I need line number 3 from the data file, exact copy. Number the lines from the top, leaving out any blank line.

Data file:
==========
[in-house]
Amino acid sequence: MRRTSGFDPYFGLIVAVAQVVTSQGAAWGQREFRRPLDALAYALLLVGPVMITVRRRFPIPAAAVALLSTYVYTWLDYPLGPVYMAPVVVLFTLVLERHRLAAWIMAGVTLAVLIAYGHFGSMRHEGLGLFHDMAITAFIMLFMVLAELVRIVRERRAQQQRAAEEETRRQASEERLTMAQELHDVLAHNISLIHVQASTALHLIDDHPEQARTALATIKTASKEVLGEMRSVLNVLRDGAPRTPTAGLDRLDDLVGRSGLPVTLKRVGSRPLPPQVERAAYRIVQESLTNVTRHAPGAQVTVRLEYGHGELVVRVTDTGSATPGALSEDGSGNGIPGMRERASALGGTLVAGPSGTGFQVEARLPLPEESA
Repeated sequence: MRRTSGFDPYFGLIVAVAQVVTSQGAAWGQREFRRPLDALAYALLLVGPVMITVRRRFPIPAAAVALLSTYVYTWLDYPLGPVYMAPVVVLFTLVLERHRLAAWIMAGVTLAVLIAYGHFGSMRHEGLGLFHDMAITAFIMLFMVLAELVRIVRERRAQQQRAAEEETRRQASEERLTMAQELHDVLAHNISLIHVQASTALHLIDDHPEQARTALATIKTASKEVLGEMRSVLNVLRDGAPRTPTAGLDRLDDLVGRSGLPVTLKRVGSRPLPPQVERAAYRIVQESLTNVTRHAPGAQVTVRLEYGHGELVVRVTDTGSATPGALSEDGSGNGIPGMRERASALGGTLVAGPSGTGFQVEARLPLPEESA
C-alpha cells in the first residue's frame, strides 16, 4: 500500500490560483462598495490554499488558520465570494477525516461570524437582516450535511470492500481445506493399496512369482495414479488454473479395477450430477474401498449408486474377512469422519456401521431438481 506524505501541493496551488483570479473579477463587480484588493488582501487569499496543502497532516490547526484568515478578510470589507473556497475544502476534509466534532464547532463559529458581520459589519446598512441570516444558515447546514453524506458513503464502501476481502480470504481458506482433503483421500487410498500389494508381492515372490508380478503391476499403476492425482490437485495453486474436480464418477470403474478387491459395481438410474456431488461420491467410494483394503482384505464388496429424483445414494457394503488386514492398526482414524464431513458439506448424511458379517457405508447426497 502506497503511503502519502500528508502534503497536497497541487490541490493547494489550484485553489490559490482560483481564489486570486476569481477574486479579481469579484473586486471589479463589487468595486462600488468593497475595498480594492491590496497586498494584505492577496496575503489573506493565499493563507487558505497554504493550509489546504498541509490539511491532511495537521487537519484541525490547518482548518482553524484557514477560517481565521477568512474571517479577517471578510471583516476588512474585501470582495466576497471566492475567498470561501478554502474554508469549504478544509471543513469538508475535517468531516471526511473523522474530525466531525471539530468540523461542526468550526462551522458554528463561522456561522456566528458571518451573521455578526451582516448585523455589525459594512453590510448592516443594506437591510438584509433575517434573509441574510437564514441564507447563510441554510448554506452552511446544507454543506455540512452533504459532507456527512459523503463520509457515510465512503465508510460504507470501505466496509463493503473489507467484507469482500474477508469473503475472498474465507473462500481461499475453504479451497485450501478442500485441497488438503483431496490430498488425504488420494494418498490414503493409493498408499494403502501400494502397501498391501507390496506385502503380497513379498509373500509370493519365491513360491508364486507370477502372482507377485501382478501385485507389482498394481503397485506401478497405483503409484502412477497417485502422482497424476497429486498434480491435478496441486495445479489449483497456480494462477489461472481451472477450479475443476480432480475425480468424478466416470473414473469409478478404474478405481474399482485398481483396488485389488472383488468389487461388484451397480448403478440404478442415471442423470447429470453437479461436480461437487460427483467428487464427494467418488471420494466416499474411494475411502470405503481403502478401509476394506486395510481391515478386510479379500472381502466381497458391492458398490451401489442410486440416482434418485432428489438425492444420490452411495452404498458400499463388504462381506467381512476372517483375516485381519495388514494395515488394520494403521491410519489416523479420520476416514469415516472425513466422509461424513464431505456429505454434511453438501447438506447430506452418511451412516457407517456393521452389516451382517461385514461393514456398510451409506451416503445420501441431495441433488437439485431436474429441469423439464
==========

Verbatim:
Repeated sequence: MRRTSGFDPYFGLIVAVAQVVTSQGAAWGQREFRRPLDALAYALLLVGPVMITVRRRFPIPAAAVALLSTYVYTWLDYPLGPVYMAPVVVLFTLVLERHRLAAWIMAGVTLAVLIAYGHFGSMRHEGLGLFHDMAITAFIMLFMVLAELVRIVRERRAQQQRAAEEETRRQASEERLTMAQELHDVLAHNISLIHVQASTALHLIDDHPEQARTALATIKTASKEVLGEMRSVLNVLRDGAPRTPTAGLDRLDDLVGRSGLPVTLKRVGSRPLPPQVERAAYRIVQESLTNVTRHAPGAQVTVRLEYGHGELVVRVTDTGSATPGALSEDGSGNGIPGMRERASALGGTLVAGPSGTGFQVEARLPLPEESA